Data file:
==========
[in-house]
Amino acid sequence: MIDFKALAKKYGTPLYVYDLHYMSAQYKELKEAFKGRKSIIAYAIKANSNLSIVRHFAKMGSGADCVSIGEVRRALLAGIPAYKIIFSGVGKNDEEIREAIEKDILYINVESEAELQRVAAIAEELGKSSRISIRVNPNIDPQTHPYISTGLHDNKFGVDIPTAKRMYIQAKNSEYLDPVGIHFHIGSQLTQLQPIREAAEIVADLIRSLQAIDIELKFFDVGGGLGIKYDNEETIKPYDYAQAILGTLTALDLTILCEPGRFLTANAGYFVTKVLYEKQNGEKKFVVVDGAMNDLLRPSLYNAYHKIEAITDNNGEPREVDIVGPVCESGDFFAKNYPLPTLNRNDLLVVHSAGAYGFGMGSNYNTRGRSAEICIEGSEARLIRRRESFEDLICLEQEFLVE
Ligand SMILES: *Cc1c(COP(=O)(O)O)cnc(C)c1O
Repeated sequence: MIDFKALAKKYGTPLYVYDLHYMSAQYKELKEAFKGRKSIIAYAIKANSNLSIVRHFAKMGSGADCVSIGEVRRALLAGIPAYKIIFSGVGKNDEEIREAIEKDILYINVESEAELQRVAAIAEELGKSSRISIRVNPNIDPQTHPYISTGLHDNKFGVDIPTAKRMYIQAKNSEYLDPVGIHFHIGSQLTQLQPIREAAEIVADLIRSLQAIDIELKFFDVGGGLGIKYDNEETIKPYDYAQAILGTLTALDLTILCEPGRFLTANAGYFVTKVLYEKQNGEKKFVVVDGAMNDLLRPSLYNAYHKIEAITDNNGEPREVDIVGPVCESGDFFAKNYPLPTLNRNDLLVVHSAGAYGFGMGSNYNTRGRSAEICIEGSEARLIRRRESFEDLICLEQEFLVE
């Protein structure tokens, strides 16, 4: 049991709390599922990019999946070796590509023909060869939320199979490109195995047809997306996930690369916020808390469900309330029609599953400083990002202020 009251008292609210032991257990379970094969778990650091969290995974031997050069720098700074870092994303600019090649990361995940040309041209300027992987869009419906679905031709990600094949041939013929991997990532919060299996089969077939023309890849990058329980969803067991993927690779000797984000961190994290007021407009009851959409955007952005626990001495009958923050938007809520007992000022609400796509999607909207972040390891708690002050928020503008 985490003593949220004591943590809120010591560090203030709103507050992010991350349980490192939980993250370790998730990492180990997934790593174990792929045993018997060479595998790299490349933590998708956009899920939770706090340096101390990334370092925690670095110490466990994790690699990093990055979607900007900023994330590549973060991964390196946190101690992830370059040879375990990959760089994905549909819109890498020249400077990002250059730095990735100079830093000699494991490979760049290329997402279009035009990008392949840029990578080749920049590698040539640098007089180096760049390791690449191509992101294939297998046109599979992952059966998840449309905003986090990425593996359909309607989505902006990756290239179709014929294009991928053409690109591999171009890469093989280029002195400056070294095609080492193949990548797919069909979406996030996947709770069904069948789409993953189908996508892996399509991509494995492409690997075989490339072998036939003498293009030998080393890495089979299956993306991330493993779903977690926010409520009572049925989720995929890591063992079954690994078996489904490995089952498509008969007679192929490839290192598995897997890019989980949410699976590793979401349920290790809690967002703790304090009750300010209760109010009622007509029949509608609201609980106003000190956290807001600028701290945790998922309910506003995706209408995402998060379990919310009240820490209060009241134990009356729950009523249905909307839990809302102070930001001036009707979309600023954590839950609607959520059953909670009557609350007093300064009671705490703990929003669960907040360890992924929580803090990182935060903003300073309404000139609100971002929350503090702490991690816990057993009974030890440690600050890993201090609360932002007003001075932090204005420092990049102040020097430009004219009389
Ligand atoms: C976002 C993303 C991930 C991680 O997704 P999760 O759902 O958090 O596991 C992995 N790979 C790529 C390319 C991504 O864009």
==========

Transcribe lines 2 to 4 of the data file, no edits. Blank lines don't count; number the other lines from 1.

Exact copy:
Amino acid sequence: MIDFKALAKKYGTPLYVYDLHYMSAQYKELKEAFKGRKSIIAYAIKANSNLSIVRHFAKMGSGADCVSIGEVRRALLAGIPAYKIIFSGVGKNDEEIREAIEKDILYINVESEAELQRVAAIAEELGKSSRISIRVNPNIDPQTHPYISTGLHDNKFGVDIPTAKRMYIQAKNSEYLDPVGIHFHIGSQLTQLQPIREAAEIVADLIRSLQAIDIELKFFDVGGGLGIKYDNEETIKPYDYAQAILGTLTALDLTILCEPGRFLTANAGYFVTKVLYEKQNGEKKFVVVDGAMNDLLRPSLYNAYHKIEAITDNNGEPREVDIVGPVCESGDFFAKNYPLPTLNRNDLLVVHSAGAYGFGMGSNYNTRGRSAEICIEGSEARLIRRRESFEDLICLEQEFLVE
Ligand SMILES: *Cc1c(COP(=O)(O)O)cnc(C)c1O
Repeated sequence: MIDFKALAKKYGTPLYVYDLHYMSAQYKELKEAFKGRKSIIAYAIKANSNLSIVRHFAKMGSGADCVSIGEVRRALLAGIPAYKIIFSGVGKNDEEIREAIEKDILYINVESEAELQRVAAIAEELGKSSRISIRVNPNIDPQTHPYISTGLHDNKFGVDIPTAKRMYIQAKNSEYLDPVGIHFHIGSQLTQLQPIREAAEIVADLIRSLQAIDIELKFFDVGGGLGIKYDNEETIKPYDYAQAILGTLTALDLTILCEPGRFLTANAGYFVTKVLYEKQNGEKKFVVVDGAMNDLLRPSLYNAYHKIEAITDNNGEPREVDIVGPVCESGDFFAKNYPLPTLNRNDLLVVHSAGAYGFGMGSNYNTRGRSAEICIEGSEARLIRRRESFEDLICLEQEFLVE